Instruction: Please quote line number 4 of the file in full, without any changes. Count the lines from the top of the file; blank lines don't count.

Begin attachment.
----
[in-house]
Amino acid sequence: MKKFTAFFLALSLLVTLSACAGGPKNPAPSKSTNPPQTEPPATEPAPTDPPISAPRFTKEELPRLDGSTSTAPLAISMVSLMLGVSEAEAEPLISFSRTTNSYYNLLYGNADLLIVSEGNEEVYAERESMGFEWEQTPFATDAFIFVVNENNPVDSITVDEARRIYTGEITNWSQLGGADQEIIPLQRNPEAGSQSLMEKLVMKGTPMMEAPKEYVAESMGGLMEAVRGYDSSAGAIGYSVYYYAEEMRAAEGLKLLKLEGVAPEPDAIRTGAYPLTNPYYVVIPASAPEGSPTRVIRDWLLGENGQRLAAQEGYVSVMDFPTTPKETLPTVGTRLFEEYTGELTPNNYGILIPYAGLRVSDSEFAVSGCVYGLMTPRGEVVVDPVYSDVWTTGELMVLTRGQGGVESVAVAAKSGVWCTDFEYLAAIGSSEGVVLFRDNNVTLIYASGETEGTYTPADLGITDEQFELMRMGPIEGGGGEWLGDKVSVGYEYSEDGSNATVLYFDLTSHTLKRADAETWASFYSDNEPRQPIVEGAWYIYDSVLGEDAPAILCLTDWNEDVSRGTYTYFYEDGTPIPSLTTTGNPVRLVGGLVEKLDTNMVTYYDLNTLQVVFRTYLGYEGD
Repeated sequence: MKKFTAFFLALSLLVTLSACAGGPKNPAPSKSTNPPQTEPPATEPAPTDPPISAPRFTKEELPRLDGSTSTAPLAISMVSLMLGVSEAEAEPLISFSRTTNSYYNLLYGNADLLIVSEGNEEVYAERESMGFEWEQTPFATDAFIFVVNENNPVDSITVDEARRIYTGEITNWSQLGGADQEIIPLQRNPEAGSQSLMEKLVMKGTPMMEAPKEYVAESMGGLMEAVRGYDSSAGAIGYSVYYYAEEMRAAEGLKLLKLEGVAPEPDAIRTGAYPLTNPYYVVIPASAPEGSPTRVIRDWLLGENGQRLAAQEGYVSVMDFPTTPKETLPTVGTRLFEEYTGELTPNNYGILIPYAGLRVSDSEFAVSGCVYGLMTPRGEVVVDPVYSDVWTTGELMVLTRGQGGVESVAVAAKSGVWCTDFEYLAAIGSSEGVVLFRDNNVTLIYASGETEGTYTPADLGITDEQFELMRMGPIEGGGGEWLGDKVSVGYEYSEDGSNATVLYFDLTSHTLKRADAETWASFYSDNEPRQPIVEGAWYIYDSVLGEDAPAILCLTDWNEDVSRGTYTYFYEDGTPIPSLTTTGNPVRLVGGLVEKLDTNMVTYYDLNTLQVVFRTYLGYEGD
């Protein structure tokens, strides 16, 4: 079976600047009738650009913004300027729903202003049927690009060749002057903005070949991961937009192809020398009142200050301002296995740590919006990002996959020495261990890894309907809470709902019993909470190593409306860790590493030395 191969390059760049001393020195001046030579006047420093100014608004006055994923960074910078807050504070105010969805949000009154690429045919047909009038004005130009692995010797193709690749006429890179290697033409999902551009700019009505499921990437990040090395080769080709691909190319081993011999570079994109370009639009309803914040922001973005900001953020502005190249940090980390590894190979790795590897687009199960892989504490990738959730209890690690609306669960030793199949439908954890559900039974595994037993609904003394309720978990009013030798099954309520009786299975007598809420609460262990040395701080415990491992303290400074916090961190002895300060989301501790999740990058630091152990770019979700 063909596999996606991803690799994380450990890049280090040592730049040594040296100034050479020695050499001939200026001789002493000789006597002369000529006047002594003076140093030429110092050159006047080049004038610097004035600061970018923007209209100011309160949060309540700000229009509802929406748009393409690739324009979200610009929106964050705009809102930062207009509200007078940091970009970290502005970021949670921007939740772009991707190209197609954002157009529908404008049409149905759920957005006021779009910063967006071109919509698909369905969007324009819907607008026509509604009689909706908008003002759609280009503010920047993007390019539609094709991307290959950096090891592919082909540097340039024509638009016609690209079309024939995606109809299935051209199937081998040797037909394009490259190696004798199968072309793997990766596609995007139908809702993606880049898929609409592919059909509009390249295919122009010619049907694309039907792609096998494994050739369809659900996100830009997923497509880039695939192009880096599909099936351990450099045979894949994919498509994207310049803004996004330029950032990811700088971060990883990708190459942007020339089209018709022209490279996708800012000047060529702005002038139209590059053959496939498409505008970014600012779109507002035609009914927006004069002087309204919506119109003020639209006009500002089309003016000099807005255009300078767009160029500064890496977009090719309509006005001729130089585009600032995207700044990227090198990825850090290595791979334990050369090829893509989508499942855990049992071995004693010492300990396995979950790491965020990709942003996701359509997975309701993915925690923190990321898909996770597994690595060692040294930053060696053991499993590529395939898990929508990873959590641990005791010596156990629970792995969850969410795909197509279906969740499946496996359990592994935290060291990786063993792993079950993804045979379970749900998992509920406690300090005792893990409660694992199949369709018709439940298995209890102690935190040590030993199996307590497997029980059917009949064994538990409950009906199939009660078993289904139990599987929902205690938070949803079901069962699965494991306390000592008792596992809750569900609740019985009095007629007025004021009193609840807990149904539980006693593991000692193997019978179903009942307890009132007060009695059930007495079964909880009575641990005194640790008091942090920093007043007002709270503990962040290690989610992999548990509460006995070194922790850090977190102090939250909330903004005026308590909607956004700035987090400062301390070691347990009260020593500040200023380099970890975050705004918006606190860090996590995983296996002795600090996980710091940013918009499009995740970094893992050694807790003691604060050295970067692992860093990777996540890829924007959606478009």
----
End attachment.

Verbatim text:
């Protein structure tokens, strides 16, 4: 079976600047009738650009913004300027729903202003049927690009060749002057903005070949991961937009192809020398009142200050301002296995740590919006990002996959020495261990890894309907809470709902019993909470190593409306860790590493030395 191969390059760049001393020195001046030579006047420093100014608004006055994923960074910078807050504070105010969805949000009154690429045919047909009038004005130009692995010797193709690749006429890179290697033409999902551009700019009505499921990437990040090395080769080709691909190319081993011999570079994109370009639009309803914040922001973005900001953020502005190249940090980390590894190979790795590897687009199960892989504490990738959730209890690690609306669960030793199949439908954890559900039974595994037993609904003394309720978990009013030798099954309520009786299975007598809420609460262990040395701080415990491992303290400074916090961190002895300060989301501790999740990058630091152990770019979700 063909596999996606991803690799994380450990890049280090040592730049040594040296100034050479020695050499001939200026001789002493000789006597002369000529006047002594003076140093030429110092050159006047080049004038610097004035600061970018923007209209100011309160949060309540700000229009509802929406748009393409690739324009979200610009929106964050705009809102930062207009509200007078940091970009970290502005970021949670921007939740772009991707190209197609954002157009529908404008049409149905759920957005006021779009910063967006071109919509698909369905969007324009819907607008026509509604009689909706908008003002759609280009503010920047993007390019539609094709991307290959950096090891592919082909540097340039024509638009016609690209079309024939995606109809299935051209199937081998040797037909394009490259190696004798199968072309793997990766596609995007139908809702993606880049898929609409592919059909509009390249295919122009010619049907694309039907792609096998494994050739369809659900996100830009997923497509880039695939192009880096599909099936351990450099045979894949994919498509994207310049803004996004330029950032990811700088971060990883990708190459942007020339089209018709022209490279996708800012000047060529702005002038139209590059053959496939498409505008970014600012779109507002035609009914927006004069002087309204919506119109003020639209006009500002089309003016000099807005255009300078767009160029500064890496977009090719309509006005001729130089585009600032995207700044990227090198990825850090290595791979334990050369090829893509989508499942855990049992071995004693010492300990396995979950790491965020990709942003996701359509997975309701993915925690923190990321898909996770597994690595060692040294930053060696053991499993590529395939898990929508990873959590641990005791010596156990629970792995969850969410795909197509279906969740499946496996359990592994935290060291990786063993792993079950993804045979379970749900998992509920406690300090005792893990409660694992199949369709018709439940298995209890102690935190040590030993199996307590497997029980059917009949064994538990409950009906199939009660078993289904139990599987929902205690938070949803079901069962699965494991306390000592008792596992809750569900609740019985009095007629007025004021009193609840807990149904539980006693593991000692193997019978179903009942307890009132007060009695059930007495079964909880009575641990005194640790008091942090920093007043007002709270503990962040290690989610992999548990509460006995070194922790850090977190102090939250909330903004005026308590909607956004700035987090400062301390070691347990009260020593500040200023380099970890975050705004918006606190860090996590995983296996002795600090996980710091940013918009499009995740970094893992050694807790003691604060050295970067692992860093990777996540890829924007959606478009």